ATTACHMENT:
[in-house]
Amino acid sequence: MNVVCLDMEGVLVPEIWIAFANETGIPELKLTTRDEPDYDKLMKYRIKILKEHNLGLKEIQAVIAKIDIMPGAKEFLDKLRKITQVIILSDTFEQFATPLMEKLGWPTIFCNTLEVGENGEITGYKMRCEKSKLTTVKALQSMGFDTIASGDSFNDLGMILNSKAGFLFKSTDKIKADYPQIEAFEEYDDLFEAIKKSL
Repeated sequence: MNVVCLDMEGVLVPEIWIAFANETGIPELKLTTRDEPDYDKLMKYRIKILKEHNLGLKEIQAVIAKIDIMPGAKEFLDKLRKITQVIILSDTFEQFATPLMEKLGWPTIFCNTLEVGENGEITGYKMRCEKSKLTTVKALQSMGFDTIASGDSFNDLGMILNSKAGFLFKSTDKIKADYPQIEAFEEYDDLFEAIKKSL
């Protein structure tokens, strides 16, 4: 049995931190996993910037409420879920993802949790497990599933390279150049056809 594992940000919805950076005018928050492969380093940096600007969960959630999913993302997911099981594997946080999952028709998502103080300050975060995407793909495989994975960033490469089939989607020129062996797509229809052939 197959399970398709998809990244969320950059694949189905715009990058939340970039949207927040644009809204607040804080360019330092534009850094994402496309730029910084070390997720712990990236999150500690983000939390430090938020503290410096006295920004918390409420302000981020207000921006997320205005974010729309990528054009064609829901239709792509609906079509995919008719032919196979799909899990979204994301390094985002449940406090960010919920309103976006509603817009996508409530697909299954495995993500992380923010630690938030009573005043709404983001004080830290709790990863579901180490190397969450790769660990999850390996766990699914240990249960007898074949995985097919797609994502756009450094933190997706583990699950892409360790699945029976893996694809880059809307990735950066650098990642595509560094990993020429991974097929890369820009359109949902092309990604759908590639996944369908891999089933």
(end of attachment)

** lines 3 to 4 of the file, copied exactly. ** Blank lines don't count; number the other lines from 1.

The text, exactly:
Repeated sequence: MNVVCLDMEGVLVPEIWIAFANETGIPELKLTTRDEPDYDKLMKYRIKILKEHNLGLKEIQAVIAKIDIMPGAKEFLDKLRKITQVIILSDTFEQFATPLMEKLGWPTIFCNTLEVGENGEITGYKMRCEKSKLTTVKALQSMGFDTIASGDSFNDLGMILNSKAGFLFKSTDKIKADYPQIEAFEEYDDLFEAIKKSL
């Protein structure tokens, strides 16, 4: 049995931190996993910037409420879920993802949790497990599933390279150049056809 594992940000919805950076005018928050492969380093940096600007969960959630999913993302997911099981594997946080999952028709998502103080300050975060995407793909495989994975960033490469089939989607020129062996797509229809052939 197959399970398709998809990244969320950059694949189905715009990058939340970039949207927040644009809204607040804080360019330092534009850094994402496309730029910084070390997720712990990236999150500690983000939390430090938020503290410096006295920004918390409420302000981020207000921006997320205005974010729309990528054009064609829901239709792509609906079509995919008719032919196979799909899990979204994301390094985002449940406090960010919920309103976006509603817009996508409530697909299954495995993500992380923010630690938030009573005043709404983001004080830290709790990863579901180490190397969450790769660990999850390996766990699914240990249960007898074949995985097919797609994502756009450094933190997706583990699950892409360790699945029976893996694809880059809307990735950066650098990642595509560094990993020429991974097929890369820009359109949902092309990604759908590639996944369908891999089933």